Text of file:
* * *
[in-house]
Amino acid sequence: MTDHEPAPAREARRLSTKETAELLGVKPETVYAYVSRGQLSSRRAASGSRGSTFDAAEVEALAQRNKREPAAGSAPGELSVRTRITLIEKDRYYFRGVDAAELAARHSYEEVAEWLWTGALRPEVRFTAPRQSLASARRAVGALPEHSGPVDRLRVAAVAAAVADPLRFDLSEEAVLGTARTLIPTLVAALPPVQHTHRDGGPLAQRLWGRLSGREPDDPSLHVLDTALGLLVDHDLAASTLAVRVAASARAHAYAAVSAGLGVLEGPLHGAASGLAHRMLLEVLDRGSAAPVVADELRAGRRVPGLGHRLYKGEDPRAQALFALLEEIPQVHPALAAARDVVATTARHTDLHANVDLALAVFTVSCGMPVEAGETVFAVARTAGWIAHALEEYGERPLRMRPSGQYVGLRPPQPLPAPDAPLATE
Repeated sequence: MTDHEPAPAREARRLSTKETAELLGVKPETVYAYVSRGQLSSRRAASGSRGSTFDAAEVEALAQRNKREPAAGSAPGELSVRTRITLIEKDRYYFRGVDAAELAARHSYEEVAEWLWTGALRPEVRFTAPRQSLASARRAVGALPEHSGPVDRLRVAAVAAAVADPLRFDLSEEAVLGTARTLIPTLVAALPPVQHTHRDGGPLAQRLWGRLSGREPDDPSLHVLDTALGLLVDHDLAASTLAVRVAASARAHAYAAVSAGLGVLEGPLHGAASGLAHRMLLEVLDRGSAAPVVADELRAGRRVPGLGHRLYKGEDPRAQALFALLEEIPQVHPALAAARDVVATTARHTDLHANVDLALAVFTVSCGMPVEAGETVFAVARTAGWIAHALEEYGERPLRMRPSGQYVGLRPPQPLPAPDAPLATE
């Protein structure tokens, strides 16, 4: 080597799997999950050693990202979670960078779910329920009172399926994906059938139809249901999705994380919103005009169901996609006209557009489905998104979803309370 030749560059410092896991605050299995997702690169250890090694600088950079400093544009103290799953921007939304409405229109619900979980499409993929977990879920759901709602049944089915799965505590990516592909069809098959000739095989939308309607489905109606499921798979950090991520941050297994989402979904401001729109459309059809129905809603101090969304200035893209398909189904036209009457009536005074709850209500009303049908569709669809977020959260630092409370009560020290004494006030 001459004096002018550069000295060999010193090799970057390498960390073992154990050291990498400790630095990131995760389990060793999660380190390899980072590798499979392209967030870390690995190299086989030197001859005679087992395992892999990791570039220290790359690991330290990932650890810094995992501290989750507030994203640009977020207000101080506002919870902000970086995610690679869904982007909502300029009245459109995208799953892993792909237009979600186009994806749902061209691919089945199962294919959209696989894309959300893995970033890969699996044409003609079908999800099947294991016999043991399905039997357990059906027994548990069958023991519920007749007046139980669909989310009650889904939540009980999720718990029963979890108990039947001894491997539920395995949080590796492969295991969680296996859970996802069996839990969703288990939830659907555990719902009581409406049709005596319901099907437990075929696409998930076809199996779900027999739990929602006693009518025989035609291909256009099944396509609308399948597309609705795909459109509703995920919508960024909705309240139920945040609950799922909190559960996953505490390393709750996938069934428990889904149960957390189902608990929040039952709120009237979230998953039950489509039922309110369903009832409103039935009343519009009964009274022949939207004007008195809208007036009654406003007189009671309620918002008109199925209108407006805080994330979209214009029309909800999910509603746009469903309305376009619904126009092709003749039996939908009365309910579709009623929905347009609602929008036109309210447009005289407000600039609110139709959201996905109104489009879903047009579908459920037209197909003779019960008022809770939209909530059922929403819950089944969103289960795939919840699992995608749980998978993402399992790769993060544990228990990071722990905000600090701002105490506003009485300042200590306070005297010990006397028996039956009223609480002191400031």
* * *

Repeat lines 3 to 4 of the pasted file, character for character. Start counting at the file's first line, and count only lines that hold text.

Repeated sequence: MTDHEPAPAREARRLSTKETAELLGVKPETVYAYVSRGQLSSRRAASGSRGSTFDAAEVEALAQRNKREPAAGSAPGELSVRTRITLIEKDRYYFRGVDAAELAARHSYEEVAEWLWTGALRPEVRFTAPRQSLASARRAVGALPEHSGPVDRLRVAAVAAAVADPLRFDLSEEAVLGTARTLIPTLVAALPPVQHTHRDGGPLAQRLWGRLSGREPDDPSLHVLDTALGLLVDHDLAASTLAVRVAASARAHAYAAVSAGLGVLEGPLHGAASGLAHRMLLEVLDRGSAAPVVADELRAGRRVPGLGHRLYKGEDPRAQALFALLEEIPQVHPALAAARDVVATTARHTDLHANVDLALAVFTVSCGMPVEAGETVFAVARTAGWIAHALEEYGERPLRMRPSGQYVGLRPPQPLPAPDAPLATE
């Protein structure tokens, strides 16, 4: 080597799997999950050693990202979670960078779910329920009172399926994906059938139809249901999705994380919103005009169901996609006209557009489905998104979803309370 030749560059410092896991605050299995997702690169250890090694600088950079400093544009103290799953921007939304409405229109619900979980499409993929977990879920759901709602049944089915799965505590990516592909069809098959000739095989939308309607489905109606499921798979950090991520941050297994989402979904401001729109459309059809129905809603101090969304200035893209398909189904036209009457009536005074709850209500009303049908569709669809977020959260630092409370009560020290004494006030 001459004096002018550069000295060999010193090799970057390498960390073992154990050291990498400790630095990131995760389990060793999660380190390899980072590798499979392209967030870390690995190299086989030197001859005679087992395992892999990791570039220290790359690991330290990932650890810094995992501290989750507030994203640009977020207000101080506002919870902000970086995610690679869904982007909502300029009245459109995208799953892993792909237009979600186009994806749902061209691919089945199962294919959209696989894309959300893995970033890969699996044409003609079908999800099947294991016999043991399905039997357990059906027994548990069958023991519920007749007046139980669909989310009650889904939540009980999720718990029963979890108990039947001894491997539920395995949080590796492969295991969680296996859970996802069996839990969703288990939830659907555990719902009581409406049709005596319901099907437990075929696409998930076809199996779900027999739990929602006693009518025989035609291909256009099944396509609308399948597309609705795909459109509703995920919508960024909705309240139920945040609950799922909190559960996953505490390393709750996938069934428990889904149960957390189902608990929040039952709120009237979230998953039950489509039922309110369903009832409103039935009343519009009964009274022949939207004007008195809208007036009654406003007189009671309620918002008109199925209108407006805080994330979209214009029309909800999910509603746009469903309305376009619904126009092709003749039996939908009365309910579709009623929905347009609602929008036109309210447009005289407000600039609110139709959201996905109104489009879903047009579908459920037209197909003779019960008022809770939209909530059922929403819950089944969103289960795939919840699992995608749980998978993402399992790769993060544990228990990071722990905000600090701002105490506003009485300042200590306070005297010990006397028996039956009223609480002191400031």